If you are facing arrest for drug charges, you are probably wondering what the charges are likely to be. The basic charge for any drug is possession. There are also various factors that can lead to increased charges.
Amounts and intent to sell
One common aggravating factor is simply the amount of drug found. The greater the amount, the more serious the potential sentence. Each type of drug has specific amounts tied to it that define the offense of possessing it. Possession with intent to sell is one kind of aggravated drug charge. Intent to sell is often based on having an amount larger than considered normal for one person to have for his or her personal use; the federal mandatory sentencing minimum list specific amounts for each type of drug. In other cases, intent to sell allegations may be based on the testimony of people who will say they had arranged to buy from you. If law enforcement agents suspect you of selling, they may approach you undercover and try to buy from you.
A further aggravating factor can be caused by very large amounts that give rise to the inference that the drug sales operate on a large scale. These cases are often pursued by federal agencies and may form part of Racketeer Influenced and Corrupt Organizations (RICO) prosecutions. These cases are extremely serious, as involvement in even a fringe part of an organization caught up in such an investigation can result in legal responsibility for activities you may have never been aware of.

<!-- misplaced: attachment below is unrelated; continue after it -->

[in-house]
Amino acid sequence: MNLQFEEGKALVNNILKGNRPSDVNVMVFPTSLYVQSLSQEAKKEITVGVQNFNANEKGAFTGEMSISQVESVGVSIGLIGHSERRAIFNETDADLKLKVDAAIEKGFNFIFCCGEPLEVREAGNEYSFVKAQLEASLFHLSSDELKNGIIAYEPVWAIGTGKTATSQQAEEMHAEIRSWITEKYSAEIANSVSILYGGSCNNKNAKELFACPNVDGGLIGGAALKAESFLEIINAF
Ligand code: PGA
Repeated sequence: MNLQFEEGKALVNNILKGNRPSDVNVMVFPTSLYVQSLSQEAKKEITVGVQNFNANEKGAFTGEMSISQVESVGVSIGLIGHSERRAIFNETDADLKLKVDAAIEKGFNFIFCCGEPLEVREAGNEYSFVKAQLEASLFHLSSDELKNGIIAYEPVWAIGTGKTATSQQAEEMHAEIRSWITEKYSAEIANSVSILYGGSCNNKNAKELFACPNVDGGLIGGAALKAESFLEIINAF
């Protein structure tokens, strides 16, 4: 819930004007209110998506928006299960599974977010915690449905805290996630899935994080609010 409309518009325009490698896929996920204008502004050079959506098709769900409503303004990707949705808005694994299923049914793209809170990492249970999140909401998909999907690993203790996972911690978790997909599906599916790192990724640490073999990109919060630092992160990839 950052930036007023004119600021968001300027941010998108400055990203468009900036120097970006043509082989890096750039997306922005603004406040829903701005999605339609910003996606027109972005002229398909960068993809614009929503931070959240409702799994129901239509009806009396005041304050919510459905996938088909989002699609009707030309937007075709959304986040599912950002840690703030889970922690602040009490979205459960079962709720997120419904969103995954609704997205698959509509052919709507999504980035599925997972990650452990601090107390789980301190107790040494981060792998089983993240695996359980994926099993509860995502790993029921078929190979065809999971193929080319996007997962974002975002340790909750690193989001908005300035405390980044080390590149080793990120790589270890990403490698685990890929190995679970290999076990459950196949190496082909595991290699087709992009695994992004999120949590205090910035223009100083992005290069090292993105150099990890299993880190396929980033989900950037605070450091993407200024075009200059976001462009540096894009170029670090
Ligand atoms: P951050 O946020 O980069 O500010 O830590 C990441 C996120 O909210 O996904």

A common scenario for drug prosecution is a DUI stop, where a motorist is stopped on suspicion of impaired driving and discovered to possess drugs. At times, the driver of the vehicle can be subject to drug charges even if the drugs were actually in the possession of one of the passengers.
Even fairly minor drug charges can have wide-ranging ramifications in addition to legal penalties like fines and prison sentences. A conviction for drug use or possession can disqualify you from a range of professions and may result in suspension or even permanent banning from your job. Even if a particular type of drug use is legal in your state, be aware that it is still illegal on a federal level. This means you can get dismissed or suspended from your federal job. If your profession requires federal agency licensing, you may lose that licensing. For example, medical professionals who must have a DEA license to prescribe medications. If you are not a U.S. citizen, a conviction or plea on drug charges can also affect your immigration status. For these reasons, even if you believe the charges to be minimal, you should speak with a qualified defense attorney as soon as possible.